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Fail to export the model in PyTorch

When you try to export a model, you may receive a message similar to the following:

UserWarning: ONNX export failed on elu because torch.onnx.symbolic.elu does not exist
RuntimeError: ONNX export failed: Couldn't export operator elu

The export fails because PyTorch does not support exporting the elu operator. If you've already reached out to the ONNX team but haven't received a response, you can add support for this yourself. The difficulty of doing this depends on your answers to the following questions:

Determine how difficult it is to add support for the operator

Question 1: Is the operator you want standardized in ONNX?


  • Yes. Great! It will be straightforward to add support for the missing operator.
  • No. In this case, it may be difficult to do the work by yourself. Check the Standardization Section.

Question 2: Can the ONNX operator be imported by the backend framework, such as Caffe2?


  • Yes. Terrific. We are able to run the exported ONNX model.
  • No. In this situation, you can only export model. Please contact the importer (such as onnx-caffe2) developers, as additional work is required.

How to add support to export an operator in PyTorch

Condition 1: If the operator in PyTorch is an ATen operator...

To determine whether the operator is an ATen operator or not, check torch/csrc/autograd/generated/VariableType.h (available within generated code in the PyTorch install dir). If you find the corresponding function in this header file, it's most likely an ATen operator.

Define symbolic functions. In this case, you should obey the following rules.

  • Define the symbolic function in torch/onnx/ Make sure the function has the same name as the ATen operator/function defined in VariableType.h.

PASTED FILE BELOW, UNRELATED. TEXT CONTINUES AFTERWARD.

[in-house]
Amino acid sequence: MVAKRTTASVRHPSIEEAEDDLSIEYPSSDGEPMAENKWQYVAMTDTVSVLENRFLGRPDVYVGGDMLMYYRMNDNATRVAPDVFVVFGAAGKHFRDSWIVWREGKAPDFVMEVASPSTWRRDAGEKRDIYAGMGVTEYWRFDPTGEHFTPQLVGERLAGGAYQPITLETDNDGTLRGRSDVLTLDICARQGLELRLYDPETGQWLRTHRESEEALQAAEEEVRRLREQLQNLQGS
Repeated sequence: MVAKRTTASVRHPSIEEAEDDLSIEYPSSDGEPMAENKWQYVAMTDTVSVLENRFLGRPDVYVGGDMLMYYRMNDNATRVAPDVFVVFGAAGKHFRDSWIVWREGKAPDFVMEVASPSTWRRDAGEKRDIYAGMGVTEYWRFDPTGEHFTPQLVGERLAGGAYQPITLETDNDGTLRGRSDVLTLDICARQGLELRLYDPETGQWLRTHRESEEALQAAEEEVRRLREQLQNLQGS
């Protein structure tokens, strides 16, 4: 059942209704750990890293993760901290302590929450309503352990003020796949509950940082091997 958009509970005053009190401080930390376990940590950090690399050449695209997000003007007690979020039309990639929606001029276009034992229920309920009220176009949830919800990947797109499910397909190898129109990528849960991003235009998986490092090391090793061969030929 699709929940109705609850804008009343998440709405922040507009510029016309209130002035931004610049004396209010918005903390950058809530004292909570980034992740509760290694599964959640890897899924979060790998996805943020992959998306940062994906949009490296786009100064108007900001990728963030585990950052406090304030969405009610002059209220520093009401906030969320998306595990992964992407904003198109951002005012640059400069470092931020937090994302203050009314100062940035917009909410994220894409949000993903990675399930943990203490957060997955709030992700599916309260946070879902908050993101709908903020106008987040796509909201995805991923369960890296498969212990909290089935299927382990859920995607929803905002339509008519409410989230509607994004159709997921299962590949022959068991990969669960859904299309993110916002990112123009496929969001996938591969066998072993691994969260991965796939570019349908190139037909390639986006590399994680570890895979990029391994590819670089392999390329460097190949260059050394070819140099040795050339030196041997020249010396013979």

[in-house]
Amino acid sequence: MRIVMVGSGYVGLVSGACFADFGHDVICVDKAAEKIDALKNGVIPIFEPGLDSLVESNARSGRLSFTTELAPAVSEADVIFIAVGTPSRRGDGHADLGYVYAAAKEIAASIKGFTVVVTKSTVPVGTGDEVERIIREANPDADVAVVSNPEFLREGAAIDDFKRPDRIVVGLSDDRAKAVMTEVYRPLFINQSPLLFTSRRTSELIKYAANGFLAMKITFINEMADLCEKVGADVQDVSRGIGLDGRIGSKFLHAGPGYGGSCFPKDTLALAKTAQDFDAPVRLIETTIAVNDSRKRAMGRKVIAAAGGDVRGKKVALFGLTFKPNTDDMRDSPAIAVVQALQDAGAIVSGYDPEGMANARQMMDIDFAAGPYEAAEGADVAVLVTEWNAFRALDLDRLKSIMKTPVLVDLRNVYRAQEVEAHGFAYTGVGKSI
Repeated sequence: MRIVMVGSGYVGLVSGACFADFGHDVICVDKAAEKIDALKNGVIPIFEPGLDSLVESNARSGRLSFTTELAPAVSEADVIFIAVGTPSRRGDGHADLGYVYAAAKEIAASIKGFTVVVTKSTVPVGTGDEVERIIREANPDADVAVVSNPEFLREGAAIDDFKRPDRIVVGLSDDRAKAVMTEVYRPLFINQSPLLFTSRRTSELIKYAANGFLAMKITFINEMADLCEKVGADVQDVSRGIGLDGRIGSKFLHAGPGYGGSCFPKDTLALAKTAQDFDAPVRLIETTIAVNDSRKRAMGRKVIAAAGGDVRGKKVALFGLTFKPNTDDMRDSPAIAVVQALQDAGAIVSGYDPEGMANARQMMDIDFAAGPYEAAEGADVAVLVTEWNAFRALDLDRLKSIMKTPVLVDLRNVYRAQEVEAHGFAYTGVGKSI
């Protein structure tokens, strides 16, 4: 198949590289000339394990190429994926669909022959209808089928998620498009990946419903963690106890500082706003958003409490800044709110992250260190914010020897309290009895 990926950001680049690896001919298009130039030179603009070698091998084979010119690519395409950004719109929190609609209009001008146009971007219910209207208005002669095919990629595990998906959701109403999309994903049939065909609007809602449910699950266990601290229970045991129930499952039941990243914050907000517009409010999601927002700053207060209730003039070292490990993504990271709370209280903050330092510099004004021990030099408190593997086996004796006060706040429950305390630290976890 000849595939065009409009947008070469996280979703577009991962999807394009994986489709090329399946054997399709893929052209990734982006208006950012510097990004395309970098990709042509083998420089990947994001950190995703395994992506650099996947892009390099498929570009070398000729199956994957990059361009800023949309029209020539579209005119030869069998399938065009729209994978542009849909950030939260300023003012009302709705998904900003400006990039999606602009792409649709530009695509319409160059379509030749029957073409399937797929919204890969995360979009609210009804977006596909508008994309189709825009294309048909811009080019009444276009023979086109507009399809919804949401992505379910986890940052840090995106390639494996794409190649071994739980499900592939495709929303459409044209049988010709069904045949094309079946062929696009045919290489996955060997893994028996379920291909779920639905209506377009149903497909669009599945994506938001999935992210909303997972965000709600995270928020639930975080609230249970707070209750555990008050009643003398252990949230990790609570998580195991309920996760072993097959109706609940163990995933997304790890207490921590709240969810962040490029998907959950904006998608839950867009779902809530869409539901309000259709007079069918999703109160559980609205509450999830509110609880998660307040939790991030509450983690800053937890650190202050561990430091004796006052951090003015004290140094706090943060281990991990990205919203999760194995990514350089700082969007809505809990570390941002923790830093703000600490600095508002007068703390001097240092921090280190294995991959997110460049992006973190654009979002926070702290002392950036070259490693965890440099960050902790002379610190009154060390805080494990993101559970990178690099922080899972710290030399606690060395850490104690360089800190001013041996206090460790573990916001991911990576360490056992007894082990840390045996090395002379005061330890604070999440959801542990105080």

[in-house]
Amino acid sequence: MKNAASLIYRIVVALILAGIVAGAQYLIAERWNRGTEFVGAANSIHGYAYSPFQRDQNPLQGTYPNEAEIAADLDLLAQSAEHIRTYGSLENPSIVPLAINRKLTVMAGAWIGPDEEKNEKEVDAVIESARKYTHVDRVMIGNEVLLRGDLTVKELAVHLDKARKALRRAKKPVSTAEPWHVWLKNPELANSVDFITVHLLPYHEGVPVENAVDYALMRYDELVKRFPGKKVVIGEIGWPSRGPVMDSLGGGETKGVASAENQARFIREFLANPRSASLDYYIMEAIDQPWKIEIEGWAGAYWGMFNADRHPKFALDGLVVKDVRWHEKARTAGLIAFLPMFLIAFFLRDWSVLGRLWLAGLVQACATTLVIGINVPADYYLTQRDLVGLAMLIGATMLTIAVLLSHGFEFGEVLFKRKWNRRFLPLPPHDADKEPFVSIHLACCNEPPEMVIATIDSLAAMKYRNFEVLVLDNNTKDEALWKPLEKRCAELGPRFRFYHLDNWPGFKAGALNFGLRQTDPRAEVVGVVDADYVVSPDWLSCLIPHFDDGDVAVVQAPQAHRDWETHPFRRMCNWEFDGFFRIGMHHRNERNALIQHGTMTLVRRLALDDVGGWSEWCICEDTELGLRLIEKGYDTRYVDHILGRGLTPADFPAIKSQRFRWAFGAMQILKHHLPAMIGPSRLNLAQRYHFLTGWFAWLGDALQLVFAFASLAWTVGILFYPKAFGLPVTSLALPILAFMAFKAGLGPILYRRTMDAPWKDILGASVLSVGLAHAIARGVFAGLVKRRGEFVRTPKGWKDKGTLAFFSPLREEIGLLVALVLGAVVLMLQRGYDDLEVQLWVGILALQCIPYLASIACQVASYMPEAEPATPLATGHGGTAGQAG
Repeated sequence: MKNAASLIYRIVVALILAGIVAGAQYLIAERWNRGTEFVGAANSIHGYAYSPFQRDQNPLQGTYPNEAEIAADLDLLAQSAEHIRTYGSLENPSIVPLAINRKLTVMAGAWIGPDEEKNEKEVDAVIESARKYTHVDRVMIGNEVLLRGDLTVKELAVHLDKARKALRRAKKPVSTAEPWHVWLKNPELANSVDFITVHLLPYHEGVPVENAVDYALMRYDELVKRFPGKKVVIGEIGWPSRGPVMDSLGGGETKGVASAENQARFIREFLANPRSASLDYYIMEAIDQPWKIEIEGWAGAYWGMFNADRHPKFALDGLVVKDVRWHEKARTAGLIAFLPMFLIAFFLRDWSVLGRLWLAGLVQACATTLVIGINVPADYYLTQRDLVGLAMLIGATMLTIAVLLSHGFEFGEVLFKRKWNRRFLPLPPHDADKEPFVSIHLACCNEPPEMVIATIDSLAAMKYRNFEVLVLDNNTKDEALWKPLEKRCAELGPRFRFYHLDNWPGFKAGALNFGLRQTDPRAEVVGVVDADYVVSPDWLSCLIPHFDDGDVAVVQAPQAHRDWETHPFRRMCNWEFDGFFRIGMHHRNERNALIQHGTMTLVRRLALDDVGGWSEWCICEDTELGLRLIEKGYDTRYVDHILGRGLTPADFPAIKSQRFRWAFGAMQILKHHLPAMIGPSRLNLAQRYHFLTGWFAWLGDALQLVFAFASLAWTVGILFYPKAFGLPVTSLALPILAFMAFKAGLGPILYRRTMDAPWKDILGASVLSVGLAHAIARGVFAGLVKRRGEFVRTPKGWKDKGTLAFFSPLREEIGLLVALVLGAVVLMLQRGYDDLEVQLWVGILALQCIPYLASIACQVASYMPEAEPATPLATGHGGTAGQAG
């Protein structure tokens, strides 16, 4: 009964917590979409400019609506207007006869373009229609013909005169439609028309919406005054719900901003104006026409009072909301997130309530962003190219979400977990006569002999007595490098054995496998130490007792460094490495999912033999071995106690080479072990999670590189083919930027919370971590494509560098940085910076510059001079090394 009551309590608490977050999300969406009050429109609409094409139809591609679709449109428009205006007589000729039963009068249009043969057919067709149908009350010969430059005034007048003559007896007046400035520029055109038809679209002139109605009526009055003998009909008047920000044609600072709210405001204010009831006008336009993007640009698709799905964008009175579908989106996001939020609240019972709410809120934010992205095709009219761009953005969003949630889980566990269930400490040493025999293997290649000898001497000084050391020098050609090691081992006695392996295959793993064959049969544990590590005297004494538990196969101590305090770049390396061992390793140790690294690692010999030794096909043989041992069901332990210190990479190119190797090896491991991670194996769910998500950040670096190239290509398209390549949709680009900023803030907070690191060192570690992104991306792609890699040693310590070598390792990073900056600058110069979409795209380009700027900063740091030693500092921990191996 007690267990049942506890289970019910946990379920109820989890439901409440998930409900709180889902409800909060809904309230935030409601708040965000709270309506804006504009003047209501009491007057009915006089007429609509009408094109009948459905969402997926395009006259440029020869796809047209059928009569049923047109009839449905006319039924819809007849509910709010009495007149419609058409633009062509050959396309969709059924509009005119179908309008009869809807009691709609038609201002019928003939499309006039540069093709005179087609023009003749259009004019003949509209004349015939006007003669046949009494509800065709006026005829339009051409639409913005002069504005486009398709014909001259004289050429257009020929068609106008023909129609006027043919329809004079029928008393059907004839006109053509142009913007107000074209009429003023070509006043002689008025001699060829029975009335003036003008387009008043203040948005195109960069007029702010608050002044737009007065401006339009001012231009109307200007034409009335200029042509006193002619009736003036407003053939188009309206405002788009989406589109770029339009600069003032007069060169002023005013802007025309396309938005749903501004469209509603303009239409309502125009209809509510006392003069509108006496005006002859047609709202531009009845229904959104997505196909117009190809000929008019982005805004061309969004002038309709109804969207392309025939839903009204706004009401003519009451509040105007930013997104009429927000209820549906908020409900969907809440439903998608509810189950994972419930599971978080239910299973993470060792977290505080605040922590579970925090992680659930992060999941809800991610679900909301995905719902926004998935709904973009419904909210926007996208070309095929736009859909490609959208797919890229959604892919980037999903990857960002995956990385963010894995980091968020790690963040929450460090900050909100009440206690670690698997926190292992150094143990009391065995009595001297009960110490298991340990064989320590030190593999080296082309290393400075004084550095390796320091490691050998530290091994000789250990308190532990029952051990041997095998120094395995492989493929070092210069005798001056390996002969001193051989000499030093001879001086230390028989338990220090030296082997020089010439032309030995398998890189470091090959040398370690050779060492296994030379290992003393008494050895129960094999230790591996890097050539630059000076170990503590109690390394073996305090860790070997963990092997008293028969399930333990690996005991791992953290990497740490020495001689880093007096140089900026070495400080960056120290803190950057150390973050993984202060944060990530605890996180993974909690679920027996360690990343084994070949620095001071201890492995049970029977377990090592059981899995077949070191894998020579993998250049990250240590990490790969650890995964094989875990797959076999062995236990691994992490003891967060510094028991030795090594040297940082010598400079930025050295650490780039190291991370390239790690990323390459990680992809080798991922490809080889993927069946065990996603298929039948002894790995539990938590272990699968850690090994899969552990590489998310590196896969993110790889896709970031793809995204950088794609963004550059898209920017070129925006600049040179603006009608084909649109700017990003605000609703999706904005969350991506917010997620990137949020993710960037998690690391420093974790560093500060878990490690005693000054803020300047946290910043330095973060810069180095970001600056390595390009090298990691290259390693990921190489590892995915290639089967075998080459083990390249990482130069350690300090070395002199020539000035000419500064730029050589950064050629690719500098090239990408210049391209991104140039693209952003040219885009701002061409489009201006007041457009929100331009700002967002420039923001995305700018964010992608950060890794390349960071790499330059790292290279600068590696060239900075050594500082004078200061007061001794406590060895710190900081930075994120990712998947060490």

• The first parameter is always the exported ONNX graph.
  • Parameter names must match the names in VariableType.h EXACTLY, because dispatch is done with keyword arguments.
  • Parameter ordering does NOT necessarily match what is in VariableType.h. Tensors (inputs) are always first, followed by non-tensor arguments.
  • In the symbolic function, if the target op is already standarized in ONNX, we just need to create a node to represent the ONNX operator in the graph. Here is an example to create a node for the Elu ONNX operator: g.op("Elu", input, alpha_f=_scalar(alpha)). More details are included in API section.
  • If the input argument is a tensor, but ONNX asks for a scalar, we have to explicitly do the conversion. The helper function, _scalar, can convert a scalar tensor into a Python scalar, and _if_scalar_type_as can turn a Python scalar into a PyTorch tensor.

In the case of adding support for the operator elu, we can find the following declaration in VariableType.h:

virtual Tensor elu(const Tensor & input, Scalar alpha, bool inplace) const override;

From the above, it can be determined that elu is implemented in the ATen library. So we can define a symbolic function called elu in torch/onnx/, similar to the following:

def elu(g, input, alpha, inplace=False):
    return g.op("Elu", input, alpha_f=_scalar(alpha))

Condition 2: If the operator in PyTorch is not an ATen operator...

If you cannot find the corresponding function in VariableType.h, this means you need to define the symbolic function in the PyTorch Function class. For example, you need to create a symbolic function for operator Dropout in torch/nn/_functions/